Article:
BERLINBERLIN (Reuters) - A senior member of the right-wing Alternative for Germany (AfD) said on Wednesday that media had misrepresented comments he made about Berlin's Holocaust memorial and the need to rewrite history books to focus more on German victims.
A speech by Bjoern Hoecke, the AfD's leader in the eastern state of Thuringia, on Tuesday triggered anger across Germany and even caused one member of the radical Left party to report him for incitement to racial hatred.
The AfD's anti-immigrant rhetoric has won support among Germans worried about the influx of more than a million migrants in the last two years. With polls putting it on 12-15 percent, the AfD is tipped to win seats in the federal parliament for the first time in September's national election.
"Germans are the only people in the world who plant a monument of shame in the heart of the capital," Hoecke, said in a speech to young members of the party in Dresden, the cradle of the anti-Muslim PEGIDA movement.
The Holocaust Memorial, located near the Brandenburg Gate in the heart of Berlin, comprises a large number of grey granite slabs of varying heights, arranged in a grid pattern - a somber reminder of the millions killed during the Holocaust.
Germany's Vice Chancellor Sigmar Gabriel said Hoecke's speech had sent shivers down his spine.
"Never, never must we allow ourselves to let the demagogy of a Bjoern Hoecke go unchallenged," he said.
Thomas Oppermann, who heads the centre-left Social Democrats (SPD) in the German parliament, told the Neue Osnabruecker Zeitung newspaper that Hoecke had exposed himself as a Nazi.
However, Hoecke said in a statement that any suggestion he had criticised the Holocaust memorial was "a malicious and deliberately denigratory interpretation of what I actually said". He said he had made clear in his comments that the Holocaust was a disgrace and that Germany had a monument to it.
"In my Dresden speech I wanted to ask how we Germans look at our history," he said, adding there were other aspects to German history as well as guilt, such as poets and composers.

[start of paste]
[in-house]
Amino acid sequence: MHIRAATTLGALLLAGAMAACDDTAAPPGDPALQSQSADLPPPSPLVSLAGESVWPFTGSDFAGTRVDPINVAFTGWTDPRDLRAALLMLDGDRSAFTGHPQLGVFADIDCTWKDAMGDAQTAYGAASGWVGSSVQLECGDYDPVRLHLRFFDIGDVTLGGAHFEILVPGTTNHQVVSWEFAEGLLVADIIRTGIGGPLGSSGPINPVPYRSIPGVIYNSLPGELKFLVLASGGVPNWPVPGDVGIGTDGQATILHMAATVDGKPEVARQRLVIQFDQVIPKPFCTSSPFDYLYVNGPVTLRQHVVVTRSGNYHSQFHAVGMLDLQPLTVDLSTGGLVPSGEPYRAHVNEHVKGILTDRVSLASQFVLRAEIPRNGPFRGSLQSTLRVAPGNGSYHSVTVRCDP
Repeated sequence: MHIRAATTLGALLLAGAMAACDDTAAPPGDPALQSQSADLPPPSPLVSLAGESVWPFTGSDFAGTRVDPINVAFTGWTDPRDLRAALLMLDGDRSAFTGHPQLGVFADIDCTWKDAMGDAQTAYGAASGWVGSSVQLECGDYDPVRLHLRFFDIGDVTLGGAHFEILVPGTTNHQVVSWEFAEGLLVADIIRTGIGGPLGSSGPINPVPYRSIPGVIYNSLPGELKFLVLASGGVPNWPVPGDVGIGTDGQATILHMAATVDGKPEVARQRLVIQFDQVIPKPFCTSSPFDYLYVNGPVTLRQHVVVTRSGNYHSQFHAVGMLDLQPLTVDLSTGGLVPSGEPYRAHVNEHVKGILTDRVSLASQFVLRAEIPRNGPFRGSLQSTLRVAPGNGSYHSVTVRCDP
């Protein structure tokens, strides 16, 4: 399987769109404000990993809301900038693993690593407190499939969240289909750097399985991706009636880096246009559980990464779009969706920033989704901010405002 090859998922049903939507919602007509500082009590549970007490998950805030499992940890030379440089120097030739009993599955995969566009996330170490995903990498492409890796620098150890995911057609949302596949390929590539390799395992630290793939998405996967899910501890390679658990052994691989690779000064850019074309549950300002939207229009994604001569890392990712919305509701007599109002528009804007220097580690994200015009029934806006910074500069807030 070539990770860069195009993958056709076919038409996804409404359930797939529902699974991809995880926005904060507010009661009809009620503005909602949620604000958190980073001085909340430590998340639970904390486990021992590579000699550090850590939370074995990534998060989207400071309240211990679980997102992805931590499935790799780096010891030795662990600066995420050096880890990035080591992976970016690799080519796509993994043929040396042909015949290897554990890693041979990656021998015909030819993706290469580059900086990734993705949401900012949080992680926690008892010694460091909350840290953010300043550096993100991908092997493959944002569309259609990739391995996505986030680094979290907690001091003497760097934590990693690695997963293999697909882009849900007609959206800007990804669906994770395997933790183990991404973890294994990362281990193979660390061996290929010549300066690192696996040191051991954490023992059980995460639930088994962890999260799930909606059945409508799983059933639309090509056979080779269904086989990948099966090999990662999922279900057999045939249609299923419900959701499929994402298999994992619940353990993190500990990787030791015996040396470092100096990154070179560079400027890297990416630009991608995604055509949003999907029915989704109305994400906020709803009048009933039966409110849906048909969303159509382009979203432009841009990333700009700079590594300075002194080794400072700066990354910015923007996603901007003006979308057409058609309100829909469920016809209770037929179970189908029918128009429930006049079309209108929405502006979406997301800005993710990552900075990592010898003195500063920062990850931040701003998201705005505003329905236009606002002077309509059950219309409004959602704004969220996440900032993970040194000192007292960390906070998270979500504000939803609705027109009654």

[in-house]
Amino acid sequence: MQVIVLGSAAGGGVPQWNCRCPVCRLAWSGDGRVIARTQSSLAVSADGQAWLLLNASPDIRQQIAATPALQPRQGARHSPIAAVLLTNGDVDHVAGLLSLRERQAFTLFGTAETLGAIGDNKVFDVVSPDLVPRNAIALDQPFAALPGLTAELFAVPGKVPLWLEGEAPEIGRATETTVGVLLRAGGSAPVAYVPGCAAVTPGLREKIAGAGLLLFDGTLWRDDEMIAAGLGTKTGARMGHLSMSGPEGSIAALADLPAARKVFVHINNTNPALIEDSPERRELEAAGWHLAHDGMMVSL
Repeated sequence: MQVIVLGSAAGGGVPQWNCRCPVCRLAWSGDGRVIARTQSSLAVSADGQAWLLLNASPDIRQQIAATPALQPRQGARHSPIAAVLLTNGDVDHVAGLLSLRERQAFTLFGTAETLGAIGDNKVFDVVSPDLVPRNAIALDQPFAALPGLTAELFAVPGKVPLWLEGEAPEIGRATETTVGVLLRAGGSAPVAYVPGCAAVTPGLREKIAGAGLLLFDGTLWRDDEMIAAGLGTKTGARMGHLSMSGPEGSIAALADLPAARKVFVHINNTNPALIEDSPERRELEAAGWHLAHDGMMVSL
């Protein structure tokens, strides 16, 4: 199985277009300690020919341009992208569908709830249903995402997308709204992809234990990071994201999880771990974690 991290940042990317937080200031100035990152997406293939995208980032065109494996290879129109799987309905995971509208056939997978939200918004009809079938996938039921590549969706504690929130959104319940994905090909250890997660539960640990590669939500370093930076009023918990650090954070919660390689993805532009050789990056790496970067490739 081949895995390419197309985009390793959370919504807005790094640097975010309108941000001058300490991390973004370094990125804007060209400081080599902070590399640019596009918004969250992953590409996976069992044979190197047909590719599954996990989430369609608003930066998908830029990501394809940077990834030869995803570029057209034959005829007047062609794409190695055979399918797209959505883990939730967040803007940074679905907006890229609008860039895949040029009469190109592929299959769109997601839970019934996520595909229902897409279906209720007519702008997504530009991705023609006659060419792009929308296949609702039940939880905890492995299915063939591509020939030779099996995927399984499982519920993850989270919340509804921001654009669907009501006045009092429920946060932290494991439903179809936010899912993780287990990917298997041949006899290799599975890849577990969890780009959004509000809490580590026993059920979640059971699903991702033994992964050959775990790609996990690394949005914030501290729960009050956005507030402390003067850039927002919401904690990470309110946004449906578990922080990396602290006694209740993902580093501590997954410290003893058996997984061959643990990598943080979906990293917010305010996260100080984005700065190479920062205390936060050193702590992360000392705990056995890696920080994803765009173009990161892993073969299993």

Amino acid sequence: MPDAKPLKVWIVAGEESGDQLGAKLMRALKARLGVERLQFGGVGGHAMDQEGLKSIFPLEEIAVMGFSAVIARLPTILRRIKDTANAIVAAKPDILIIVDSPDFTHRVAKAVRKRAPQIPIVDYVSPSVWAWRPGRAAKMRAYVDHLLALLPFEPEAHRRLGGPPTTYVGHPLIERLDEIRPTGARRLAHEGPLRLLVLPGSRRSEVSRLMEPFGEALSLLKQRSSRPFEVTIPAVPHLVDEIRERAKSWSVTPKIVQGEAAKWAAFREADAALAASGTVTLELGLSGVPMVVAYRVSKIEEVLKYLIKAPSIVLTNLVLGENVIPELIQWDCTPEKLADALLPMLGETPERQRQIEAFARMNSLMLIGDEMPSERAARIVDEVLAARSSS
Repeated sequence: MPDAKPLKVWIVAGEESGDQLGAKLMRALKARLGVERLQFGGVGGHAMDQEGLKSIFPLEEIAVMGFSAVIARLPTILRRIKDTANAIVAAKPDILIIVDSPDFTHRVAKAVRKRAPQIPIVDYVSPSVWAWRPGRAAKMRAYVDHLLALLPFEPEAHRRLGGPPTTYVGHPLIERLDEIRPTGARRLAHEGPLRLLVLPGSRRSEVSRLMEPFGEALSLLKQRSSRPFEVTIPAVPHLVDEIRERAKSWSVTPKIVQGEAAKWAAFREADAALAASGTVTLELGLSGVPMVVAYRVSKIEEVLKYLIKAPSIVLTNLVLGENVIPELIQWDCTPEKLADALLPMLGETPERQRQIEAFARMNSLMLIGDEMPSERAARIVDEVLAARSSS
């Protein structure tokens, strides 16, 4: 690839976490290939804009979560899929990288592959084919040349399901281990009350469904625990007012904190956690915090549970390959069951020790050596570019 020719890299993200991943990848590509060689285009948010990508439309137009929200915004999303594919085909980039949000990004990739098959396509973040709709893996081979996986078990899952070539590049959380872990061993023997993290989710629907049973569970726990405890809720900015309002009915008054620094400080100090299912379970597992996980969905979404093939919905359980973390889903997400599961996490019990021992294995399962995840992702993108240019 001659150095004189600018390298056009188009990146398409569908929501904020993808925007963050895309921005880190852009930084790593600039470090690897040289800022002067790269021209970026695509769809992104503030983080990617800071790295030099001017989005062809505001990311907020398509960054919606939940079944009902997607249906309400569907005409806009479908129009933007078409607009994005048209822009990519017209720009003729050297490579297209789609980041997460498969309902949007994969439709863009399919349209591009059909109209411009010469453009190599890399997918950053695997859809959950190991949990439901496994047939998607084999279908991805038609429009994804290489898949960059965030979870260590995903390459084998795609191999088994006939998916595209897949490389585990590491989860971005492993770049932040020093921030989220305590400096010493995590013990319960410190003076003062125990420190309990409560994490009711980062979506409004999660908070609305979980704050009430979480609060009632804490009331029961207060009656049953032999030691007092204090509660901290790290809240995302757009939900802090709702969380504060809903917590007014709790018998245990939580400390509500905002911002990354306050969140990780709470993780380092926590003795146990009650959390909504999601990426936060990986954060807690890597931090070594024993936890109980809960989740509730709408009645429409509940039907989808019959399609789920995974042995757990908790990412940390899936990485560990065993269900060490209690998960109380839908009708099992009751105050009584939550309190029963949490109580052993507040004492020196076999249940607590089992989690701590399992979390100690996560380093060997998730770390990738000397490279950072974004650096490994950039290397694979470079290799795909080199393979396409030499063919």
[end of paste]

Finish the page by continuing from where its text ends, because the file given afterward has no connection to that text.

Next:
"This laughable policy of coming to terms with the past is crippling us. We need a 180 degree turnaround in our policy of memory," Hoecke said, drawing applause from young AfD supporters.
Re-education imposed on Germany after 1945 had largely pulled up Germans' roots, he said. "There were no German victims any more, only German perpetrators," he said.
Diether Dehmn, of the Left party, said he was reporting Hoecke for incitement. He also said Hoecke had been emboldened by a Constitutional Court ruling on Tuesday which rejected a ban on the far-right National Democratic Party (NPD).
Burkhard Lischka, the SPD's domestic policy expert, said Hoecke's remarks revealed a growing radicalization of parts of the AfD and urged Germany's domestic intelligence agency (BfV) to place the nationalist wing of the party under observation.
"The BfV must finally set its sights on the AfD if it does not want to be accused of being blind in the right eye," he told the Rheinische Post newspaper.
Some members of the AfD, which includes moderate conservatives, distanced themselves from Hoecke's comments.
"Mr Hoecke's unilateral approach damages the acceptance of the party among citizens," said senior AfD member Alice Weidel.
Dieter Graumann, a former head of the Central Council of Jews in Germany, told Bild daily Hoecke's speech was "outrageous", especially from a politician in a party set to win seats in parliament.
(Editing by Gareth Jones)